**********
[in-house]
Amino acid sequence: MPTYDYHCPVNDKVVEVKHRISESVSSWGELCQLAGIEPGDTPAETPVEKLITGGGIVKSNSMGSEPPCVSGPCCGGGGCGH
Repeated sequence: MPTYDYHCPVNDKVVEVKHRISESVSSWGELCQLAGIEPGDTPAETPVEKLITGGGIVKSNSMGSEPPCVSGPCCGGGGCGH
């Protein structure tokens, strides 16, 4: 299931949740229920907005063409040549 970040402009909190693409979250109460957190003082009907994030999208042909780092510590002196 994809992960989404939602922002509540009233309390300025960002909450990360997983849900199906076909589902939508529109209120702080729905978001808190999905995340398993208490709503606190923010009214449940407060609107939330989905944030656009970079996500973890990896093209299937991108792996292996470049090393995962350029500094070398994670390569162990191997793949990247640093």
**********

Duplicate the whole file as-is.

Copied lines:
[in-house]
Amino acid sequence: MPTYDYHCPVNDKVVEVKHRISESVSSWGELCQLAGIEPGDTPAETPVEKLITGGGIVKSNSMGSEPPCVSGPCCGGGGCGH
Repeated sequence: MPTYDYHCPVNDKVVEVKHRISESVSSWGELCQLAGIEPGDTPAETPVEKLITGGGIVKSNSMGSEPPCVSGPCCGGGGCGH
């Protein structure tokens, strides 16, 4: 299931949740229920907005063409040549 970040402009909190693409979250109460957190003082009907994030999208042909780092510590002196 994809992960989404939602922002509540009233309390300025960002909450990360997983849900199906076909589902939508529109209120702080729905978001808190999905995340398993208490709503606190923010009214449940407060609107939330989905944030656009970079996500973890990896093209299937991108792996292996470049090393995962350029500094070398994670390569162990191997793949990247640093």